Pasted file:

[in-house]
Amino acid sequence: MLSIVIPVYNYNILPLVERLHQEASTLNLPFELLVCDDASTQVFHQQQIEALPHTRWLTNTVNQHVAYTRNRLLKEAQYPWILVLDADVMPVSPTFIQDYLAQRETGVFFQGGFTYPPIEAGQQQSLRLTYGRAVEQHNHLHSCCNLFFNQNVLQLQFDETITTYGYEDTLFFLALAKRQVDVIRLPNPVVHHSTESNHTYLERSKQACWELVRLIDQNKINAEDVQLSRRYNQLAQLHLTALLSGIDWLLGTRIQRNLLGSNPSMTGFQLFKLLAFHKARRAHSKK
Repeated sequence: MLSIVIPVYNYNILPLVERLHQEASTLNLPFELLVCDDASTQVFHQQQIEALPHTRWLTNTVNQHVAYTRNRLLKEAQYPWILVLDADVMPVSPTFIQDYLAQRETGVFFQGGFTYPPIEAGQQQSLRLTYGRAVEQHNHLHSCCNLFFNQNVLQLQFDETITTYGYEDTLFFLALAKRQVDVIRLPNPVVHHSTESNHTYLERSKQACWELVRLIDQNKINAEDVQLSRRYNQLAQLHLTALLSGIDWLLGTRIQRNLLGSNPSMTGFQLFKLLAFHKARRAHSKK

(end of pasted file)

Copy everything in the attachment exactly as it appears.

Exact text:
[in-house]
Amino acid sequence: MLSIVIPVYNYNILPLVERLHQEASTLNLPFELLVCDDASTQVFHQQQIEALPHTRWLTNTVNQHVAYTRNRLLKEAQYPWILVLDADVMPVSPTFIQDYLAQRETGVFFQGGFTYPPIEAGQQQSLRLTYGRAVEQHNHLHSCCNLFFNQNVLQLQFDETITTYGYEDTLFFLALAKRQVDVIRLPNPVVHHSTESNHTYLERSKQACWELVRLIDQNKINAEDVQLSRRYNQLAQLHLTALLSGIDWLLGTRIQRNLLGSNPSMTGFQLFKLLAFHKARRAHSKK
Repeated sequence: MLSIVIPVYNYNILPLVERLHQEASTLNLPFELLVCDDASTQVFHQQQIEALPHTRWLTNTVNQHVAYTRNRLLKEAQYPWILVLDADVMPVSPTFIQDYLAQRETGVFFQGGFTYPPIEAGQQQSLRLTYGRAVEQHNHLHSCCNLFFNQNVLQLQFDETITTYGYEDTLFFLALAKRQVDVIRLPNPVVHHSTESNHTYLERSKQACWELVRLIDQNKINAEDVQLSRRYNQLAQLHLTALLSGIDWLLGTRIQRNLLGSNPSMTGFQLFKLLAFHKARRAHSKK